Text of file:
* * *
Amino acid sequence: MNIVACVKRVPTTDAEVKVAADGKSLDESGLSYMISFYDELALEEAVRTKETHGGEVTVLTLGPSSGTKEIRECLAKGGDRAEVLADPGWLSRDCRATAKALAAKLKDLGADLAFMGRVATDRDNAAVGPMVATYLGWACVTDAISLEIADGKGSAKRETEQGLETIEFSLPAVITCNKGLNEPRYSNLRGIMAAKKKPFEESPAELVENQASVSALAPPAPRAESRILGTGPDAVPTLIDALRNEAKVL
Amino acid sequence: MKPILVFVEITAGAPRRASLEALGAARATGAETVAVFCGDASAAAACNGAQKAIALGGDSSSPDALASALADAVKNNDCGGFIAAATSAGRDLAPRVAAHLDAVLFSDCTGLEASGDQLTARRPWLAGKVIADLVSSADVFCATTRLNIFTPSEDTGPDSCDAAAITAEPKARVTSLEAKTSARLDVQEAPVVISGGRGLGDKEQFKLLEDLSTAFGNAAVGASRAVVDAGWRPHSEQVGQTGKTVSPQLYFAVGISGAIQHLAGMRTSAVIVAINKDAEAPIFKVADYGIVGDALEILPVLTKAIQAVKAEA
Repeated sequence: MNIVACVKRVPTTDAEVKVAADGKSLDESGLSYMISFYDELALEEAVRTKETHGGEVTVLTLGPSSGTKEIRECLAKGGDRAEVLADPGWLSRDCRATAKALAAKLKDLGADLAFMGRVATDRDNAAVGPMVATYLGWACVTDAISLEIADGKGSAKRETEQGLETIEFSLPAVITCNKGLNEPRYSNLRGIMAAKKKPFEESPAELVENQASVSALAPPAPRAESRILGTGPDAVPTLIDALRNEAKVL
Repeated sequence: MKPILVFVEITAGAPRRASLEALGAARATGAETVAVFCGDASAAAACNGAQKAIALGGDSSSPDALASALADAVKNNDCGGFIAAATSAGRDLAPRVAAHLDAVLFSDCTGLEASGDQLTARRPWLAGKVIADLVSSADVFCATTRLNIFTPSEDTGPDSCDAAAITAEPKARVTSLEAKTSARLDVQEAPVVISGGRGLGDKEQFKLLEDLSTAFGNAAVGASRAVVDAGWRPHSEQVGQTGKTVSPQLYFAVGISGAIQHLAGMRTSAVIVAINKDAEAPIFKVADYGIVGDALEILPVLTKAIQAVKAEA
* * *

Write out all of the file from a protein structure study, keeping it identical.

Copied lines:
Amino acid sequence: MNIVACVKRVPTTDAEVKVAADGKSLDESGLSYMISFYDELALEEAVRTKETHGGEVTVLTLGPSSGTKEIRECLAKGGDRAEVLADPGWLSRDCRATAKALAAKLKDLGADLAFMGRVATDRDNAAVGPMVATYLGWACVTDAISLEIADGKGSAKRETEQGLETIEFSLPAVITCNKGLNEPRYSNLRGIMAAKKKPFEESPAELVENQASVSALAPPAPRAESRILGTGPDAVPTLIDALRNEAKVL
Amino acid sequence: MKPILVFVEITAGAPRRASLEALGAARATGAETVAVFCGDASAAAACNGAQKAIALGGDSSSPDALASALADAVKNNDCGGFIAAATSAGRDLAPRVAAHLDAVLFSDCTGLEASGDQLTARRPWLAGKVIADLVSSADVFCATTRLNIFTPSEDTGPDSCDAAAITAEPKARVTSLEAKTSARLDVQEAPVVISGGRGLGDKEQFKLLEDLSTAFGNAAVGASRAVVDAGWRPHSEQVGQTGKTVSPQLYFAVGISGAIQHLAGMRTSAVIVAINKDAEAPIFKVADYGIVGDALEILPVLTKAIQAVKAEA
Repeated sequence: MNIVACVKRVPTTDAEVKVAADGKSLDESGLSYMISFYDELALEEAVRTKETHGGEVTVLTLGPSSGTKEIRECLAKGGDRAEVLADPGWLSRDCRATAKALAAKLKDLGADLAFMGRVATDRDNAAVGPMVATYLGWACVTDAISLEIADGKGSAKRETEQGLETIEFSLPAVITCNKGLNEPRYSNLRGIMAAKKKPFEESPAELVENQASVSALAPPAPRAESRILGTGPDAVPTLIDALRNEAKVL
Repeated sequence: MKPILVFVEITAGAPRRASLEALGAARATGAETVAVFCGDASAAAACNGAQKAIALGGDSSSPDALASALADAVKNNDCGGFIAAATSAGRDLAPRVAAHLDAVLFSDCTGLEASGDQLTARRPWLAGKVIADLVSSADVFCATTRLNIFTPSEDTGPDSCDAAAITAEPKARVTSLEAKTSARLDVQEAPVVISGGRGLGDKEQFKLLEDLSTAFGNAAVGASRAVVDAGWRPHSEQVGQTGKTVSPQLYFAVGISGAIQHLAGMRTSAVIVAINKDAEAPIFKVADYGIVGDALEILPVLTKAIQAVKAEA